These are the quick wins that a Hackathon can score that will add up to big victories long after the weekend is done.
By now the objections are already forming…
“But we don’t want clinicians thinking that they can just code up a solution on their own without IT involved”
Actually most of the clinicians I’ve spoken to and interviewed during or after Hackathon events tell me that they now really understand the challenges faced by IT in developing and implementing innovative solutions. The “why can’t they just…” attitude gets a major adjustment when clinicians see first hand how difficult it can really be for IT folks.
“Hackathons are only for people with spare time on weekends”
Total BS. The type of person most likely to attend a Hackathon is an MD, Nurse or highly skilled software developer. These people have zero spare time during the week. They are frustrated with the status quo an want to make a difference. Yes it cuts into family time, yes it takes up an entire weekend but if you want to change the world, you have to prioritize your time.
“App contests are overly competitive and unhealthy ways of creating innovation”
Hackathons are not really contests where you compete against other teams. You are pushing yourself and your team to the limit to achieve something together in a short period of time. The level of personal support provided among team members is truly incredible. More importantly, the level of support between teams is even more incredible. Everyone is there to succeed and to help others succeed in creating something new and exciting. If only organizations worked this way, imagine what could be accomplished!
“The projects they produce will be incomplete, not fully baked, insecure etc…”
So What? If you think of a Hackathon as more of a training exercise to teach clinicians how to best articulate their problems to IT and for IT folks to learn how to interact with clinicians in order to create things that are useful then it is an extremely effective process.
Let’s face it, clinicians spend a great deal of time learning medical procedures and developers spend a great deal of time learning about technology. When do either group or their employers really devote time and money towards building cross-functional teams involving Doctors and developers to solve problems?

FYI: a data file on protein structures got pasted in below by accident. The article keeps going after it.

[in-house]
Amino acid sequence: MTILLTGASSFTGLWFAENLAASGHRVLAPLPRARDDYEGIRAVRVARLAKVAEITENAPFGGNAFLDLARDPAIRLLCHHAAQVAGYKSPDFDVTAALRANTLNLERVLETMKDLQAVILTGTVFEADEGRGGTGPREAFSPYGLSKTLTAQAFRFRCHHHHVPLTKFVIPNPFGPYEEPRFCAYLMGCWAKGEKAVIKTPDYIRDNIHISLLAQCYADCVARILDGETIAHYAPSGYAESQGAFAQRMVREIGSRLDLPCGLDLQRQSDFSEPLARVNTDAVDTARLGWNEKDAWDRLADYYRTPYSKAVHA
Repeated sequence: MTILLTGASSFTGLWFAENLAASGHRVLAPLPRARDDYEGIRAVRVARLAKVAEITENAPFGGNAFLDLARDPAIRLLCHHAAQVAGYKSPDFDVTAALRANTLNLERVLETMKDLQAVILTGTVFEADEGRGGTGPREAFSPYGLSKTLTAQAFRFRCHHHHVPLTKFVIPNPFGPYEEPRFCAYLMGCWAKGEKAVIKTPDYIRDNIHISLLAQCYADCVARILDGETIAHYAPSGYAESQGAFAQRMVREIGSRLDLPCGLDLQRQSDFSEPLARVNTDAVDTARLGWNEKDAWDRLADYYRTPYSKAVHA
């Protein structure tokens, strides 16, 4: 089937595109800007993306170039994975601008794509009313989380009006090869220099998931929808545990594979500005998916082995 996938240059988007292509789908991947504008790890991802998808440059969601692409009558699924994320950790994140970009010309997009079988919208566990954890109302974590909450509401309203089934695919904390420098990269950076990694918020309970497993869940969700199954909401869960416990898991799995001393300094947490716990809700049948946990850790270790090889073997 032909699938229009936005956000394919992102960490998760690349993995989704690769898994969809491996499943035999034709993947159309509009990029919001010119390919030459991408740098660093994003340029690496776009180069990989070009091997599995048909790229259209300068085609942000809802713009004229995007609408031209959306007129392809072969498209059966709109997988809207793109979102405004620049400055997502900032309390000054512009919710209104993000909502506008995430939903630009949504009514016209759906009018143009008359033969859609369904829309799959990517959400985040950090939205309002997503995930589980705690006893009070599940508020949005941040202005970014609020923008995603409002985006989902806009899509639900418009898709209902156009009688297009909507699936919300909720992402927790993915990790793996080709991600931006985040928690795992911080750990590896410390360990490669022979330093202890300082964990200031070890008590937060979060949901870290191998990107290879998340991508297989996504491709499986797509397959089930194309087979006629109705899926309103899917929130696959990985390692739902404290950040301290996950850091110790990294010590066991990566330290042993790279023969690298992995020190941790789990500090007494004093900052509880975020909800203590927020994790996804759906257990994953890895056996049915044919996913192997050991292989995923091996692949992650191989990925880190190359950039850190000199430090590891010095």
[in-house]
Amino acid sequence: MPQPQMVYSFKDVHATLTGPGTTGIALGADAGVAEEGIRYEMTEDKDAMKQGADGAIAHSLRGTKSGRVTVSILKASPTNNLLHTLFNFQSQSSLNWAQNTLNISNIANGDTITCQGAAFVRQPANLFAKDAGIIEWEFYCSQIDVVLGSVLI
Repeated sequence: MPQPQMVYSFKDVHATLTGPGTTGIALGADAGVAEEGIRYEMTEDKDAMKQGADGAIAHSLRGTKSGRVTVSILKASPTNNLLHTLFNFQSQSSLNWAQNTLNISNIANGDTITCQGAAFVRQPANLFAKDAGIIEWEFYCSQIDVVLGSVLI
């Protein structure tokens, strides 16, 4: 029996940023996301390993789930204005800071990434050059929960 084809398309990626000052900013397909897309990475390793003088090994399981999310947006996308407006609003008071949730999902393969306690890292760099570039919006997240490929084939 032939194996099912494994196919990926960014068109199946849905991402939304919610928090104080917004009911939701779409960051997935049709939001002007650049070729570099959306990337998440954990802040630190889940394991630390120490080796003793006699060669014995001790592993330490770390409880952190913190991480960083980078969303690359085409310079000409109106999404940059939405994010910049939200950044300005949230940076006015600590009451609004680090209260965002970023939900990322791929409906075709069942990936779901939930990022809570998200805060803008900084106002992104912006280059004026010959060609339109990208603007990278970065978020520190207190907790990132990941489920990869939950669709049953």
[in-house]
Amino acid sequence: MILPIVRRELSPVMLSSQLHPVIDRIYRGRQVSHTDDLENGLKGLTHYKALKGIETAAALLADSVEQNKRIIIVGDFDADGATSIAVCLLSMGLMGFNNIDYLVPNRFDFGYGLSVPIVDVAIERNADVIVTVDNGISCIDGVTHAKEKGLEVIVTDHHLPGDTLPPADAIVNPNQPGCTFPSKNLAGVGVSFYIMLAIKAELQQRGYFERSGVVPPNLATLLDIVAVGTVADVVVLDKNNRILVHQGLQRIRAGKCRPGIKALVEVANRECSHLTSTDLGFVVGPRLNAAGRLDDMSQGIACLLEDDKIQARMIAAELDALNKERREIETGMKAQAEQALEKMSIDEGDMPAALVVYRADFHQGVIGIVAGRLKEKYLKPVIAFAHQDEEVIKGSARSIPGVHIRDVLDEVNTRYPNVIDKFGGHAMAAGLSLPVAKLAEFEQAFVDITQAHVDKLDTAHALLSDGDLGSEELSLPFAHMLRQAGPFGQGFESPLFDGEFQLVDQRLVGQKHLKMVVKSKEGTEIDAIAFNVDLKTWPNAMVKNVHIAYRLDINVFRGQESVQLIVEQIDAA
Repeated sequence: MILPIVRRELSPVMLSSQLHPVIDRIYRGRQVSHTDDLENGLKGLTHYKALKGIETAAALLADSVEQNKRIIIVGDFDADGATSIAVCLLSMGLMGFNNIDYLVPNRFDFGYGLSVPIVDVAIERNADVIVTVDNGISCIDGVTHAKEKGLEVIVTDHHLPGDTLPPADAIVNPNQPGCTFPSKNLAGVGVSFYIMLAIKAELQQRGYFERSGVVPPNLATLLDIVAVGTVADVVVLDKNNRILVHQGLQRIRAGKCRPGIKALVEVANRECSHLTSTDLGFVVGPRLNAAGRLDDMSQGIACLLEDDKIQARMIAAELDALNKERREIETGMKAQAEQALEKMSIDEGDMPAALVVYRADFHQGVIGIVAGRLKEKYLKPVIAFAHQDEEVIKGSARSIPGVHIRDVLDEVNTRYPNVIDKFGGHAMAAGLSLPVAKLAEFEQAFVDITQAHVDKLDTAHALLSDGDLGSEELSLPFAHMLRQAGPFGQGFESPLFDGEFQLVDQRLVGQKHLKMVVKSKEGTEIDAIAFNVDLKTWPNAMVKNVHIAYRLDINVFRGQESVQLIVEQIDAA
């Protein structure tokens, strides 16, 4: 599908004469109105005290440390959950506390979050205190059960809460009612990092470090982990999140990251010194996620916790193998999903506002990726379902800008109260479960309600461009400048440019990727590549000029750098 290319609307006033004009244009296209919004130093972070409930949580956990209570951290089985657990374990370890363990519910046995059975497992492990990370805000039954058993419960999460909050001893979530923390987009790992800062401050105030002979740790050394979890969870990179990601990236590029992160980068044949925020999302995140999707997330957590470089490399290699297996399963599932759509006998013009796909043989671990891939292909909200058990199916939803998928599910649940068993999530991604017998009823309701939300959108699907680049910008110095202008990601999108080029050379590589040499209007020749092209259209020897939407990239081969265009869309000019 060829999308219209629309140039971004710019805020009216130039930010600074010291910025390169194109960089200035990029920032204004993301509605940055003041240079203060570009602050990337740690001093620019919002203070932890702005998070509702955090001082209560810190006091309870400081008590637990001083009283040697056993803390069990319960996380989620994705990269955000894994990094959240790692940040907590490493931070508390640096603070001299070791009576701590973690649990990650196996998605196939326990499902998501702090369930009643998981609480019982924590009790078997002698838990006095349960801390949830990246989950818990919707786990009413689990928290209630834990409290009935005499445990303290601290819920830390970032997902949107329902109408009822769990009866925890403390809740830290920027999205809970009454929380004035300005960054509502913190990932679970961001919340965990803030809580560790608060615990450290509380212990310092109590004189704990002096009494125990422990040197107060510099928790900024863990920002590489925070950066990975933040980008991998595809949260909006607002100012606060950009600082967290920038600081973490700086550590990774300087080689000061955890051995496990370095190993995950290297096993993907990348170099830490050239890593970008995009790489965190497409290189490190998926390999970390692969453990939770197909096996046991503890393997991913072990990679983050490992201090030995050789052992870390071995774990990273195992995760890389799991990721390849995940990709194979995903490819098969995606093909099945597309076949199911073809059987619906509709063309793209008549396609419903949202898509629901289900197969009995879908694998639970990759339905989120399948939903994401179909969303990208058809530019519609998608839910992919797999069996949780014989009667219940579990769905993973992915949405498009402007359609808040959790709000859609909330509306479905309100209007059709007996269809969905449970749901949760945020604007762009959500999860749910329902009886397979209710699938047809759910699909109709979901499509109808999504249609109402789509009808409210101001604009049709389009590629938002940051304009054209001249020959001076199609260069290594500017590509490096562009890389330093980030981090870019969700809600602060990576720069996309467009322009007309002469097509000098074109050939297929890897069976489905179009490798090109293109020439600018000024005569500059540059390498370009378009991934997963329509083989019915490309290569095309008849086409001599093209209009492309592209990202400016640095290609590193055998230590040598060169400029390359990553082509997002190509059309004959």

When do clinicians and techies ever really talk? Let alone spend a weekend of their free time together building something?
If anything most of roadblocks that I see to breakthroughs and innovation in healthcare are due to the inability of these two groups to work together or even meet each other.
Hackathons engage the next generation of starters and doers
The most important aspect of a Hackathon is that it engages the next generation of leaders, starters, doers and front line workers that we will need more than ever in the coming years.
Anyone under 30 is not going to attend a conference and get anything out of it. They won’t be part of the “old boys club” and get invited to the right after hour’s parties where the real business is done. They won’t find the sessions particularly intellectually stimulating as they’ve probably just spent years attending similar lectures at University.
The next generation of leaders want to jump in and actually do something. They want to roll up their sleeves and to make a difference and they want to do it now.
A brilliant Gen Y 20-something doesn’t see value in traditional networking and building relationships unless it is around a common interest or to achieve a common goal. This is a great thing! We need people who can and want to get things done and who will challenge the way things have always been done to find a better solution.
For this demographic, Hackathons create opportunities where they can learn, explore, engage, meet people from different parts of the industry, expand their world view, solve problems, demonstrate the possibilities of collaboration and technology in a safe and encouraging environment.
For them, a Hackathon is both an awesome investment of time and a lot of fun.
Hackathons are more fun
What more could I ask for out of a weekend then to make new and interesting friends, learn something incredible about other people, the healthcare system and technology, win some recognition from my peers, eat tuna sandwiches sitting on the floor coding against the clock to help the team succeed, drinking my entire entrance fee in Red Bull…
Let’s face it Hackathons are fun!
Just check out these pictures from the latest edition of Hacking Health and you’ll understand why people attend and keep coming back.
Are Hackathons a fad? I don’t know. But I’ll bet anyone that traditional conferences will start to include elements of Hackathons into their programing to become more interesting and worthwhile as they attempt to re-invent themselves to remain relevant. If Hackathons accomplish nothing else, but to hack the very idea of what a conference is and can be, then I’m satisfied.